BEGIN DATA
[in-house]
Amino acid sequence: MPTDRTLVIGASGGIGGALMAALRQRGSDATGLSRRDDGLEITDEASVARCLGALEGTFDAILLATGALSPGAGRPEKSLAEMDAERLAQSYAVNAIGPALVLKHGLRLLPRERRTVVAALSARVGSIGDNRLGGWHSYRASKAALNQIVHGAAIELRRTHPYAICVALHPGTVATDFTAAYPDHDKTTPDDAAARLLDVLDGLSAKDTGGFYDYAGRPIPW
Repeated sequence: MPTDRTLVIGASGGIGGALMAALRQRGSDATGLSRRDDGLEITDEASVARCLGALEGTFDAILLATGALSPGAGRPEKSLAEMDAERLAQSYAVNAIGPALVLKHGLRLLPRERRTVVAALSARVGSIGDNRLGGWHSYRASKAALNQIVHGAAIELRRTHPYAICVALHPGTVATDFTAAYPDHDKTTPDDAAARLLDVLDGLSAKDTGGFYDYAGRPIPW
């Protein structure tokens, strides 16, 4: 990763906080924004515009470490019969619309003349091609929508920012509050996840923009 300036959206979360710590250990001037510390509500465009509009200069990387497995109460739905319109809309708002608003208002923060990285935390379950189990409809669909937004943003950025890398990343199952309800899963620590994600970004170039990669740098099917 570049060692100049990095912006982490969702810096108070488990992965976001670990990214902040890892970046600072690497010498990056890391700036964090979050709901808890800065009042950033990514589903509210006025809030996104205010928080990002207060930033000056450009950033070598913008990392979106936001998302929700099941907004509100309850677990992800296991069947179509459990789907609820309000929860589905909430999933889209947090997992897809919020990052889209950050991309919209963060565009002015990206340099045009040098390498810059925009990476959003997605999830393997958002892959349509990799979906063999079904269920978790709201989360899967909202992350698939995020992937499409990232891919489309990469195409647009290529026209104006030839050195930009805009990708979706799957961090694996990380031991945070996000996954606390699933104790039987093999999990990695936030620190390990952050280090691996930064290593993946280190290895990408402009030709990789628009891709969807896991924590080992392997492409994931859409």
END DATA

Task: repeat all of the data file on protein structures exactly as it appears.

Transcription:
[in-house]
Amino acid sequence: MPTDRTLVIGASGGIGGALMAALRQRGSDATGLSRRDDGLEITDEASVARCLGALEGTFDAILLATGALSPGAGRPEKSLAEMDAERLAQSYAVNAIGPALVLKHGLRLLPRERRTVVAALSARVGSIGDNRLGGWHSYRASKAALNQIVHGAAIELRRTHPYAICVALHPGTVATDFTAAYPDHDKTTPDDAAARLLDVLDGLSAKDTGGFYDYAGRPIPW
Repeated sequence: MPTDRTLVIGASGGIGGALMAALRQRGSDATGLSRRDDGLEITDEASVARCLGALEGTFDAILLATGALSPGAGRPEKSLAEMDAERLAQSYAVNAIGPALVLKHGLRLLPRERRTVVAALSARVGSIGDNRLGGWHSYRASKAALNQIVHGAAIELRRTHPYAICVALHPGTVATDFTAAYPDHDKTTPDDAAARLLDVLDGLSAKDTGGFYDYAGRPIPW
């Protein structure tokens, strides 16, 4: 990763906080924004515009470490019969619309003349091609929508920012509050996840923009 300036959206979360710590250990001037510390509500465009509009200069990387497995109460739905319109809309708002608003208002923060990285935390379950189990409809669909937004943003950025890398990343199952309800899963620590994600970004170039990669740098099917 570049060692100049990095912006982490969702810096108070488990992965976001670990990214902040890892970046600072690497010498990056890391700036964090979050709901808890800065009042950033990514589903509210006025809030996104205010928080990002207060930033000056450009950033070598913008990392979106936001998302929700099941907004509100309850677990992800296991069947179509459990789907609820309000929860589905909430999933889209947090997992897809919020990052889209950050991309919209963060565009002015990206340099045009040098390498810059925009990476959003997605999830393997958002892959349509990799979906063999079904269920978790709201989360899967909202992350698939995020992937499409990232891919489309990469195409647009290529026209104006030839050195930009805009990708979706799957961090694996990380031991945070996000996954606390699933104790039987093999999990990695936030620190390990952050280090691996930064290593993946280190290895990408402009030709990789628009891709969807896991924590080992392997492409994931859409």